[Skip to content]



  • Photograph published in the  published in the Nottingham Evening Post dated 1st September 1915, courtesy of Jim Grundy and his facebook pages Small Town Great War Hucknall 1914-1918.
Person Details
Nottingham
Joseph Spurr was born in 1889 in Nottingham and was the son of Joseph (senior) a chair maker and French polisher and Emma Spurr née Baker. His father Joseph senior was born in 1860 in Nottingham, his mother Emma Baker was born in 1858 in Nottinghamshire, they were married in 1878 in Nottingham, they had 3 other children, Emma b1879, Ellen b1883 and Robert Arthur b1887. Joseph married his wife Annie Raven , in Nottingham in 1909 , they went onto have 2 children , one died in infancy the other Joseph Walter was born on 3rd November 1910 in Nottingham and Arthur born in 1912 in Nottingham. In the 1911 census the family are living at 2 Cambridge Street, St Anns Nottingham , Joseph is 21 yrs a carter working at a brewery , he is living with his wife Annie 20 yrs (b1891 Nottingham) and their son Joseph Walter 5 months. Following his death, his widow Annie received a letter dated 26th February 1916 from the War Office informing her she would be in receipt of a pension of 18 shillings and 6 pence a week for herself and two children to take effect on 28th February 1916.
Worked as a labourer for the Nottingham Brewery Company,
10 Aug 1915
26
914566 - CWGC Website
231
Private
1/7th Bn Sherwood Foresters (Notts & Derby Regiment)
Private Joseph Spurr, enlisted in Nottingham on 28th April 1908 into the territorial battalion, 1/7th Battalion Nottinghamshire & Derbyshire Regiment (Robin Hood Rifles) he was 18 years and 11 months old, he was a labourer working for the Nottingham Brewery Company and was living at 15 Rippons Place, Nottingham. He attended his annual camp every year and extended his service in 1913 and 1914. When war broke out he was embodied for service on 5th August 1914. He landed in France on 28th February 1915 and was killed in action on 10th August 1915., He has no known grave and is commemorated on the Ypres (Menin Gate) Memorial.
Private Joseph Spurr, 1/7th Battalion Nottinghamshire & Derbyshire Regiment (Robin Hood Rifles), wrote home to reassure his family that he and his fellow Robin Hoods were well in a letter printed on 22nd March 1915. Sadly, he did not survive that summer, being killed in action on 10th August 1915. “SILLY RUMOURS.” “NOTTM. ROBIN HOOD'S DENIAL. “The cruel rumours concerning members of the Robin Hoods now at the front are referred to in a letter from one of their number, Pte. J. Spurr , to his sister in Nottingham. “I am very sorry to hear people are getting such silly rumours,” he writes. “We are quite all right, and it is not true that some have been killed. Our boys have only been in the trenches once, and had only one killed by accident, [2] so you need not take any notice of the rumours. We are now close up to our first battalion. I have just been talking to one of the men belonging to it, and he has been telling me that they 'went through it' last week, and had a lot of casualties, but killed more of the enemy than they themselves lost. I went and had a look round a church here yesterday. It is worth coming here to see the sights. The churches are the main objects of the German shell fire, and are about knocked to pieces.” Above article published in the Nottingham Evening Post dated 22nd March 1915 courtesy of Jim Grundy and his facebook pages Small Town Great War Hucknall 1914-1918. He died and is buried in Nottingham General Nottingham Post obituary (abridged), 23 August 1915: 'Spurr. Killed in action August 10th, Lance Corporal (sic) Joseph Spurr, 1/7th Sherwood Foresters, age 26, youngest son of Emma and the late Joseph Spurr.' Nottingham Post obituary (abridged), 25 August 1915. 'Spurr. Killed in action August 10th, Private Joseph Spurr, 1/7th 231 Sherwood Foresters, husband of Anne Spurr, 2 Cambridge Street, St Ann's Street.'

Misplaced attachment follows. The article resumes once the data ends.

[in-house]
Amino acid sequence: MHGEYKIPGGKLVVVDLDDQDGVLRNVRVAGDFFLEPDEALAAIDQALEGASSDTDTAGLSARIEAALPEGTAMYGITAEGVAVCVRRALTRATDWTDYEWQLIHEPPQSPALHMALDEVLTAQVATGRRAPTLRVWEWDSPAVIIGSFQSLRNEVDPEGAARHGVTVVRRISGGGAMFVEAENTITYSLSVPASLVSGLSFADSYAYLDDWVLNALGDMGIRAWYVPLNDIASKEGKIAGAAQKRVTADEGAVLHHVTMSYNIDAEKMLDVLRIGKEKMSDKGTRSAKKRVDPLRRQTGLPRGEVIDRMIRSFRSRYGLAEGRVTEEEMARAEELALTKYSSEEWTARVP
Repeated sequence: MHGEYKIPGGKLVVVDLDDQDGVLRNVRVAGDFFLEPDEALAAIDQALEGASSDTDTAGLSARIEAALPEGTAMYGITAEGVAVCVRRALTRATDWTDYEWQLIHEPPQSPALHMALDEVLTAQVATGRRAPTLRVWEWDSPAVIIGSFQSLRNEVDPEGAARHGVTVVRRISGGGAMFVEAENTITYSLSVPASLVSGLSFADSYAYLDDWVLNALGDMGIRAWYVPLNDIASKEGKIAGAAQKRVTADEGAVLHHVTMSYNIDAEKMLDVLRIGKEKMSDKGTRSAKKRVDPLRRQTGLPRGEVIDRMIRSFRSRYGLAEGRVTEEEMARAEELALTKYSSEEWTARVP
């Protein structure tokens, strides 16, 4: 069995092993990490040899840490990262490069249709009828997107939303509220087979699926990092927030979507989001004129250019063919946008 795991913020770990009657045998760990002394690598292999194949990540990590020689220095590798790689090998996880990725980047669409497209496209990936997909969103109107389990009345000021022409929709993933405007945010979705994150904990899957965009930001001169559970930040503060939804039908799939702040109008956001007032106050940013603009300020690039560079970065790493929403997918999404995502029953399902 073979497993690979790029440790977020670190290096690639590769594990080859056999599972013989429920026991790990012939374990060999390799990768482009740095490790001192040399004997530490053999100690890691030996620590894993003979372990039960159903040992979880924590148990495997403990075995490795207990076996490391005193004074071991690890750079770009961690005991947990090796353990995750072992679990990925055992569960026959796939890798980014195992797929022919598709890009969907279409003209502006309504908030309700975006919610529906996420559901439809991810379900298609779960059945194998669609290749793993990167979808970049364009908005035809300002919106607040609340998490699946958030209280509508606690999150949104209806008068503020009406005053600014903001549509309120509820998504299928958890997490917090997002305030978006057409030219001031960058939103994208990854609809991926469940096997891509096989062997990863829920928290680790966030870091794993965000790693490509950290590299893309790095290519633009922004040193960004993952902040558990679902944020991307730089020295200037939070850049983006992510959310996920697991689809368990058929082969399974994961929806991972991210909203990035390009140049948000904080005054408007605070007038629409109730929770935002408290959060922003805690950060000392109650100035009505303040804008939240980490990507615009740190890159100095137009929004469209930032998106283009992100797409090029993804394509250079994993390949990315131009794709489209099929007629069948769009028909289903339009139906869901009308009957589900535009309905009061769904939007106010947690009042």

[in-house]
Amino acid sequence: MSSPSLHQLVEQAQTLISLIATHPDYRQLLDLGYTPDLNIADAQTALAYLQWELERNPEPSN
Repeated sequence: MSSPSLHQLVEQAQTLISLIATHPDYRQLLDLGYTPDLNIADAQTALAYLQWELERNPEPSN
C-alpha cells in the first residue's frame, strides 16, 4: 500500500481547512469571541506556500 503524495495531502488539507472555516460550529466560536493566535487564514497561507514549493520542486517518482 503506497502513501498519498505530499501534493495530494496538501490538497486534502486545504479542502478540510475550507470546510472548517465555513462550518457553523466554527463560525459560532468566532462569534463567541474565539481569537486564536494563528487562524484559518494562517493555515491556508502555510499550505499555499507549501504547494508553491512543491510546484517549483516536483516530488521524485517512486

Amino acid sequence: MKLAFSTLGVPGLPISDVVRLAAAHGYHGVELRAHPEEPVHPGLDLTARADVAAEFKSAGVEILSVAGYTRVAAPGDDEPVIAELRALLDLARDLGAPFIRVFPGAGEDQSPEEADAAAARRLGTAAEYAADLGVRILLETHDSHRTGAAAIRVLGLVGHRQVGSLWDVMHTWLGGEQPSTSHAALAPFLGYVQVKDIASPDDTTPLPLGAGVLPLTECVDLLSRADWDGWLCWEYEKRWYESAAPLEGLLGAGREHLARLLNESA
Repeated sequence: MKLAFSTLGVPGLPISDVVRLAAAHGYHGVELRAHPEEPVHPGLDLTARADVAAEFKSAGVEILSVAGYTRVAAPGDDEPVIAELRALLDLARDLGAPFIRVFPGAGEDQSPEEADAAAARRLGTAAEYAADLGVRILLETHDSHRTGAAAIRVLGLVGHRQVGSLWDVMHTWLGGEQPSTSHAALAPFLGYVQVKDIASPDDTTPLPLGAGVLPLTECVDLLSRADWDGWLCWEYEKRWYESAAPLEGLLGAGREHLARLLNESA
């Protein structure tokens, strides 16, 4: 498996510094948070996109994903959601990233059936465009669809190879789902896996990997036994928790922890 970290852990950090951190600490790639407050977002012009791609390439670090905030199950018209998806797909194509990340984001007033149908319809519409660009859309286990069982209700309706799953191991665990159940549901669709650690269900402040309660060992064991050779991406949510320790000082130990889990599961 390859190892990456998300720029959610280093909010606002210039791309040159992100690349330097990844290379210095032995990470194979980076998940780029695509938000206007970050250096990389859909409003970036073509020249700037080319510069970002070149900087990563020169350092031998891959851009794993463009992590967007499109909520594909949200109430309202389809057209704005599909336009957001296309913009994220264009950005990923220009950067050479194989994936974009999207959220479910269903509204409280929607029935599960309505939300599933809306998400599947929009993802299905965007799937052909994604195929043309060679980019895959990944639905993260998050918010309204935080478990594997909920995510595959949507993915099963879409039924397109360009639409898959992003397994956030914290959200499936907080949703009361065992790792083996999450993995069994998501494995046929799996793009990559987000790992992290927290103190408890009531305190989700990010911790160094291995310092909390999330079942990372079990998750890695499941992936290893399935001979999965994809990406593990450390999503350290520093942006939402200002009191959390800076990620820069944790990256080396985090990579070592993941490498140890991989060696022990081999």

Remembered on

Photos

  • Photograph published in the  published in the Nottingham Evening Post dated 1st September 1915, courtesy of Jim Grundy and his facebook pages Small Town Great War Hucknall 1914-1918.
    Joseph Spurr - Photograph published in the published in the Nottingham Evening Post dated 1st September 1915, courtesy of Jim Grundy and his facebook pages Small Town Great War Hucknall 1914-1918.